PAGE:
Setbacks are a fact of life. However, they aren’t something we often plan for or desire. More often than not, setbacks fall into three main categories: time constraints, shifting life stresses, and limiting aches and pains. They can be discouraging, and many people simply choose to throw in the towel. So, what do we do when these setbacks prevent us from seeing those sweet gains in the gym? In today’s article, we’ll cover these three ubiquitous problems and our strategy at Sydney Strength Training. In our quest to help you get Stronger For Life, setbacks won’t stop us (or you!)


Time Constraints

For many, time is a limited resource split between work, family commitments, hobbies, and more. The belief that you need to spend countless hours in the gym is misleading, fuelled by stories like Demi Moore’s alleged prep for GI Jane, involving two-hour workouts and running six miles daily. Thankfully however, this isn’t necessary. Start by meeting the Physical Activity Guidelines. Just two whole-body strength training sessions per week can yield significant benefits¹. Remarkably, just 60 minutes of resistance training per week maximizes all-cause, cardiovascular, and cancer mortality benefits². Experienced lifters can see strength gains with just 1-4 weekly sets per exercise³, while building muscle may require around 4 sets per muscle group, weekly⁴. These sets should be high effort, nearing muscular failure. Lastly, older adults (60+) may need higher weekly training volumes to maintain their gains⁵. Our coaches have the insight and wisdom to best plan for your needs.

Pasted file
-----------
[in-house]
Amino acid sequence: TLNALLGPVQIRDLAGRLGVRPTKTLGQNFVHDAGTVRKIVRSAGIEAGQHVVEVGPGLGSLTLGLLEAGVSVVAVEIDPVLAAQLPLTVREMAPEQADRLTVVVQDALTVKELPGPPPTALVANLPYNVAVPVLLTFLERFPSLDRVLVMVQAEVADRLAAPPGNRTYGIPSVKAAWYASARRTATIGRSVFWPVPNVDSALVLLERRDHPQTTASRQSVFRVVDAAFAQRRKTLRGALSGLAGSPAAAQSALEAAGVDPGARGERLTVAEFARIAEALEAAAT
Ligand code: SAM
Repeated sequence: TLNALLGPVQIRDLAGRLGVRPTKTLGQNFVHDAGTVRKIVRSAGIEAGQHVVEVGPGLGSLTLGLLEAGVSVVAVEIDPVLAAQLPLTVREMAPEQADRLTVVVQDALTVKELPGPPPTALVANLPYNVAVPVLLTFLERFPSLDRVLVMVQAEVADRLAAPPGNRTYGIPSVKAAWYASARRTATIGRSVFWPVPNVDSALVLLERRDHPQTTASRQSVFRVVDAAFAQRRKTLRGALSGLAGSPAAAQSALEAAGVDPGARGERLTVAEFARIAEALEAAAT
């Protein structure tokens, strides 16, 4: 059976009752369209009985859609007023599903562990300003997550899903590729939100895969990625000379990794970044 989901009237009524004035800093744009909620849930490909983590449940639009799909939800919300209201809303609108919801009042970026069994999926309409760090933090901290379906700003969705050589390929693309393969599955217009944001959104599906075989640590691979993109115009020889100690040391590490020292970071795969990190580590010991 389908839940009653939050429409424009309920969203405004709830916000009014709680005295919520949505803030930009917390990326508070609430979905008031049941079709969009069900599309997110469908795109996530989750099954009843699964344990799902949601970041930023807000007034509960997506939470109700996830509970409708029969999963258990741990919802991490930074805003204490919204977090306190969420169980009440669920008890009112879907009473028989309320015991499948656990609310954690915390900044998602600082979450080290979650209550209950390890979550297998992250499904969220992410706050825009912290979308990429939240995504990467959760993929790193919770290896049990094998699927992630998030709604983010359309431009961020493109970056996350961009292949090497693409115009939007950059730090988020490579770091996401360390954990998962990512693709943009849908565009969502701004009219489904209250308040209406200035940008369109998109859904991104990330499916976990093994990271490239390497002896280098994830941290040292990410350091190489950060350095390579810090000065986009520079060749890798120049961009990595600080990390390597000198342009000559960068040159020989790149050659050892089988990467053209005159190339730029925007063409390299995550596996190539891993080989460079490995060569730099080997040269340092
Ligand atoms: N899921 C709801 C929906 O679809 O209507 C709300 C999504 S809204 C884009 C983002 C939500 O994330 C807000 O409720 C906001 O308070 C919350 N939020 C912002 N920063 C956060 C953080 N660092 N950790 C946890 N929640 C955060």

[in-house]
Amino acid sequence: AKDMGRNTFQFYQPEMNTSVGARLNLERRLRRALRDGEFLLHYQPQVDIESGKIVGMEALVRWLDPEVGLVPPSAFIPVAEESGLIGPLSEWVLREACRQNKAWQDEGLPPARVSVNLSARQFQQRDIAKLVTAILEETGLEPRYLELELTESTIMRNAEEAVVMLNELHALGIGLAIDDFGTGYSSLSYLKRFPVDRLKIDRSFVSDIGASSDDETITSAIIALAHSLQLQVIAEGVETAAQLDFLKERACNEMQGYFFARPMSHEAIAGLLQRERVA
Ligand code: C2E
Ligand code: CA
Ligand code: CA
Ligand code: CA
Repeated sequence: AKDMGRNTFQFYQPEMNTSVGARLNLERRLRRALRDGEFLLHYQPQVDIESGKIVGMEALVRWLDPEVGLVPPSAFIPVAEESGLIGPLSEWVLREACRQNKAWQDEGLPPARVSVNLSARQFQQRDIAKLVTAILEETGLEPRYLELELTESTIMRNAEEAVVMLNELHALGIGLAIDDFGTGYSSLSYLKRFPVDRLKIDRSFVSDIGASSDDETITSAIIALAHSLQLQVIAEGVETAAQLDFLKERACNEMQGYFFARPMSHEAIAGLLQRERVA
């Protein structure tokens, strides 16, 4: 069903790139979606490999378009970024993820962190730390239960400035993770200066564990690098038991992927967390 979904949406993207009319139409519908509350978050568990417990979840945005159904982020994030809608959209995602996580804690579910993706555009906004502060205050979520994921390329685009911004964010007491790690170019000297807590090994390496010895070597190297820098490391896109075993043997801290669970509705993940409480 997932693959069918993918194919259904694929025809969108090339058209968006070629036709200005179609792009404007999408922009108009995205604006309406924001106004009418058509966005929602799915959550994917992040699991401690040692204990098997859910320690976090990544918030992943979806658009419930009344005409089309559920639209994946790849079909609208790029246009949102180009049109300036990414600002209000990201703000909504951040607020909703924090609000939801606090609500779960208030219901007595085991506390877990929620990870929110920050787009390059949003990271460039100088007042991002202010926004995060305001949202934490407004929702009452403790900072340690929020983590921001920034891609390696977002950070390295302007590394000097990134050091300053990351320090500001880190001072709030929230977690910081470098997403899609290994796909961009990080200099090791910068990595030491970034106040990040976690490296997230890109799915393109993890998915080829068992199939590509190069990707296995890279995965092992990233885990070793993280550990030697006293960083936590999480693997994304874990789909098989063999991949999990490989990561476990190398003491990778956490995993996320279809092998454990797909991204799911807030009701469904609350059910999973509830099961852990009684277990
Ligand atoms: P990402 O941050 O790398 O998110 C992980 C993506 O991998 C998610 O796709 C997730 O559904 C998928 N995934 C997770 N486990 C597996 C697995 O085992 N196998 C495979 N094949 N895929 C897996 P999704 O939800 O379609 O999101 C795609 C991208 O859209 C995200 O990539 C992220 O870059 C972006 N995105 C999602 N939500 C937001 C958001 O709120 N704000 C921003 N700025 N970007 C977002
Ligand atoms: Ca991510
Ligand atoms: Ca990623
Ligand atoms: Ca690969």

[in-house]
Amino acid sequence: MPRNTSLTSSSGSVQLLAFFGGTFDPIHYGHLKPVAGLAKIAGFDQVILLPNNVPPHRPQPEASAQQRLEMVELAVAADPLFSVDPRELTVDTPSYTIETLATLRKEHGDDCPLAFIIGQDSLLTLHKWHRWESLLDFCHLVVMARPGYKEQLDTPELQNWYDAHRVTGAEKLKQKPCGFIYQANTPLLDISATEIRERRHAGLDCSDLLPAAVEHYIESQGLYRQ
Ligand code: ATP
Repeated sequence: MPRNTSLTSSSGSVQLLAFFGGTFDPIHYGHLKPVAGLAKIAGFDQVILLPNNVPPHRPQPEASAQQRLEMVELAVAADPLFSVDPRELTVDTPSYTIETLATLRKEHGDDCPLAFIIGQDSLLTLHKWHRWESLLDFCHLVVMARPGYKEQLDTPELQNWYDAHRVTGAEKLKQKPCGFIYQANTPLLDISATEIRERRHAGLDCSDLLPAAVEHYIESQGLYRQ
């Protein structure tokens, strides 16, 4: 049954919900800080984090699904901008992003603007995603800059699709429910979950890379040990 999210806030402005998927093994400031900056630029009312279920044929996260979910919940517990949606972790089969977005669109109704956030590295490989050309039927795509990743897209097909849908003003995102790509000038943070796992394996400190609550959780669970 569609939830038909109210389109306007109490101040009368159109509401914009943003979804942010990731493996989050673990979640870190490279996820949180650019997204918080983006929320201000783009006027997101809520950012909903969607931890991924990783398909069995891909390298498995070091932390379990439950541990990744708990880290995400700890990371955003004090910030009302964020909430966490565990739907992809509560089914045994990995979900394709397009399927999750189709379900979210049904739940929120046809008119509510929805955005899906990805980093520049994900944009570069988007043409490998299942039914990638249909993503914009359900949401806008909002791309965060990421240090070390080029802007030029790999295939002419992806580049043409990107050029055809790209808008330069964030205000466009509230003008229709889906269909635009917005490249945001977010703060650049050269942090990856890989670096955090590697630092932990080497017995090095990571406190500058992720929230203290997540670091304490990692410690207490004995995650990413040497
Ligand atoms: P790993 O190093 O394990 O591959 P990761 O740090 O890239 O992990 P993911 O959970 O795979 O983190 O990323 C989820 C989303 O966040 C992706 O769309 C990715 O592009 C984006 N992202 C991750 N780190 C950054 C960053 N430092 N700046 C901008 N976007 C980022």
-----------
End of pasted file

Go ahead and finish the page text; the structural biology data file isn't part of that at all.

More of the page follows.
Shifting Life Stresses

Stress is increasingly recognized as a significant health issue. Changes in employment, relationships, health status, and more can lead to increased stress. The Australian Institute of Health and Welfare (AIHW) defines stress as a common, normal response to challenging situations. Stress varies widely among individuals and has both psychological and physical aspects. According to the AIHW, over half of Australians (59%) experienced at least one personal stressor in 2020⁶. This data, derived from the Australian Bureau of Statistics, highlights the widespread impact of stress. Psychological distress can lead to increased absenteeism and presenteeism in the workplace. Moreover, stress significantly affects mental, social, and physical health⁷, ⁸. So, what can you do about it? Although we can’t snap our fingers and change life circumstances, strength training has a place in managing stressors. Training improves psychological mood, builds physical resilience and engages you with a supportive, like-minded community.


Aches & Pains